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Genetic Tests Should Be Anonymous

Genetic tests are medical tests that track changes in genes, DNA, RNA, proteins and/or chromosomes to either confirm or eliminate suspected genetic conditions. These tests include for example assessment of the risk of a child to develop or have a genetic condition inherited from his biological parents. There are many hundreds of genetic tests in use today, and many more are being developed. Currently, these tests are not as anonymous as they could be.

Methods of Genetic Testing

Genetic tests are meant to identify a difference between a healthy (control) person and a person that is at risk or that have already developed a genetic disease. These tests may include:

  • Biochemical genetic tests- The key factors that are being examined are proteins. Test can measure the levels of activity or the amounts of proteins as prediction for DNA sequence abnormalities and as an indication for genetic disorders.
  • Molecular tests- molecular genetic tests. These study minor changes in DNA sequence (Such as SNPs or mutations), changes of small portions of DNA or of single genes to help identify changes that could cause genetic disorders.
  • Cytogenetic genetic tests- study entire lengths of DNA or whole chromosomes to identify major changes, such as extra copies of chromosomes, that may be causing genetic disorders or conditions.

Depending on the type of the genetic test that is carried out (E.g. medical versus life-style related) the decision to undergo such testing may involve complex considerations in part due to its personal nature. The results may have far-reaching implications on social and emotional aspects of the individuals taking such test.

Why should you undergo genetic testing?

The most obvious reason as was mentioned above is the need to know whether you carry a genetic risk so preventive measurements could be undertaken, such as more regular medical testing, more frequent visits at the physician or changing your habits (Diet, Physical training).

However, there are additional reasons for testing including: the desire to learn more on your family origins (ancestry genetic tests); assist in research that is focused on identification of for genetic diseases; exploration of your reactivity to pharmaceutical drugs (Pharmacogenomics – the role of the genome in drug response) and more…

Can the tests be truly anonymous?

Genetic information is probably one of the most valuable pieces of information an individual can have about himself. In recent years Direct-to-Consumer (DTC) genetic testing have become a trend. This means digital representation of genetic information is now transferred over the net and stored with companies that provide genetic services. In many cases this data is used for research by these companies and is monetized by selling it to large pharmaceutical corporations.  This raises concerns about the security and privacy of the genetic data and what it means not only to the person who took the test but to his siblings and next generations.

When it comes to protecting the genetic information and the identity of the person taking them there are a few challenges:

  1. Storing the genetic data which has great value in one centralized server makes it prone for attacks.
  2. Payment for genetic services creates a connection between the user’s identity and the genetic information.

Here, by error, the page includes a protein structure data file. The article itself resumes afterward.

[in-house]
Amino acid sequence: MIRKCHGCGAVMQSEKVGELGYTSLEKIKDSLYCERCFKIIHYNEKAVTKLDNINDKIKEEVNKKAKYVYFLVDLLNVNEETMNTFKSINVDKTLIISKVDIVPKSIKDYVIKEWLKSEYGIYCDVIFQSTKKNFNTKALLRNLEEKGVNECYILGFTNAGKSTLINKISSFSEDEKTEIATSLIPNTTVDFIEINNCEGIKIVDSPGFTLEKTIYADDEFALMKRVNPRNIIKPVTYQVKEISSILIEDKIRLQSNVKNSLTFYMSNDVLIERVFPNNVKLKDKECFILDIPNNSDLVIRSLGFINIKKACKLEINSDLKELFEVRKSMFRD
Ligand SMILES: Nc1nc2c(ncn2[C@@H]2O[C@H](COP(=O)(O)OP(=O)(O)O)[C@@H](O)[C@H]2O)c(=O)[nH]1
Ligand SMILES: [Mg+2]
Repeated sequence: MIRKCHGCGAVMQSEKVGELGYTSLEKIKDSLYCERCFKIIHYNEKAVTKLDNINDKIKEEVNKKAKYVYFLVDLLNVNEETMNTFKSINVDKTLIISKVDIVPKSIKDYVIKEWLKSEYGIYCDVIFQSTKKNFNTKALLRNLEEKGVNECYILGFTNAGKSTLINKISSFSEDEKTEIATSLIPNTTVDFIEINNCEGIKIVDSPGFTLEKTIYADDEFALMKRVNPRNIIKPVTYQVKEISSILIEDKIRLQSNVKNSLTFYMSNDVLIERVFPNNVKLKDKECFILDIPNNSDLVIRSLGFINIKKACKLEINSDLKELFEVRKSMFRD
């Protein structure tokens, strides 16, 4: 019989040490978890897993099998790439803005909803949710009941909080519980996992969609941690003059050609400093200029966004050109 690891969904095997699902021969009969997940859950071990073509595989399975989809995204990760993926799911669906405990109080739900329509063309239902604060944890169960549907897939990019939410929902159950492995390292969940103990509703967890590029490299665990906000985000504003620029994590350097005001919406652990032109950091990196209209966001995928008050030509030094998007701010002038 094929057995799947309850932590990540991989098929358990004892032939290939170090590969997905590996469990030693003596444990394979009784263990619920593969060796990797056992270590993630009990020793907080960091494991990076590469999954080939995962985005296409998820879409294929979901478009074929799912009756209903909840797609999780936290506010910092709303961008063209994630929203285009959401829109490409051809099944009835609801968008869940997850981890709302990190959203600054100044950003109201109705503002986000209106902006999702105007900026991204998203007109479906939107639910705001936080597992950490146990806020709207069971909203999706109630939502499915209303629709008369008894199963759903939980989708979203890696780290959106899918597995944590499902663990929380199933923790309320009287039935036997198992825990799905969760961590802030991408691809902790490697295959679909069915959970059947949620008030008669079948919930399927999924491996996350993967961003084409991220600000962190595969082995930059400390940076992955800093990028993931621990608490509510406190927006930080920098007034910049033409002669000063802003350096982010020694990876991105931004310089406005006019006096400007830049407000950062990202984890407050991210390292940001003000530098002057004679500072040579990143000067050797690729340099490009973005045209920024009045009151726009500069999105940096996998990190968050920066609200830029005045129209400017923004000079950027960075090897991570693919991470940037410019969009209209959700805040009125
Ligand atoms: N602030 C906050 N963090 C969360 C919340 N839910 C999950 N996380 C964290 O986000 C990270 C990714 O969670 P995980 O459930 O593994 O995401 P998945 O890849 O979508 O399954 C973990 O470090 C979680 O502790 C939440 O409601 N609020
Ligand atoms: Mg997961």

3. Upon taking a test, in many cases people are asked for their permission to have their genetic and medical data used for additional research. Most people do not take the time to fully read the terms and conditions of this type of use and hence approve without fully understanding the implications.

What are the risks of having your genetic information exposed?

Scenarios related to what is the harm that may come about when genetic data is exposed tend to be of the “black mirror” type, taking a realistic possibility to the science fiction edge. Examples of what could go wrong when it comes to genetic information may include:

  1. Genetic data holds the statistical potential of developing a genetic condition, what would be the implications on the insurance policies of people carrying these risks once they are identified?
  2. Sometimes the difference between being healthy or being at significantly increased risk of having cancer is just in one letter of your DNA. A mutation, which is a change of just one nucleotide from the billions that compose our DNA may have devastating consequences. Just imagine what happens if someone masses with your digital DNA sequence.
  • Genetic information is sensitive with indications of one’s risk of developing Alzheimer’s disease or a mental condition. This information should be maintained as securely as possible and with the highest levels of anonymity that could be provided.

Is there a way of ensuring anonymous genetic testing?

Today, taking a genetic test and staying anonymous is almost impossible. Direct to consumer companies take the best efforts to make sure the genetic data is disconnected from their clients identify (if requested to do so) but there are vulnerabilities that make it difficult to maintain anonymity. It appears this might now change with the introduction of blockchain technologies and the possibility of paying with cryptocurrencies. Data now can be decentralized and not stored in just one server; once data is stored on the blockchain it becomes immutable and the “letters” of the DNA holding the genetic code cannot be altered and you can pay cryptocurrency that provides the user another way to remain anonymous.

By Dr. Tal Sines



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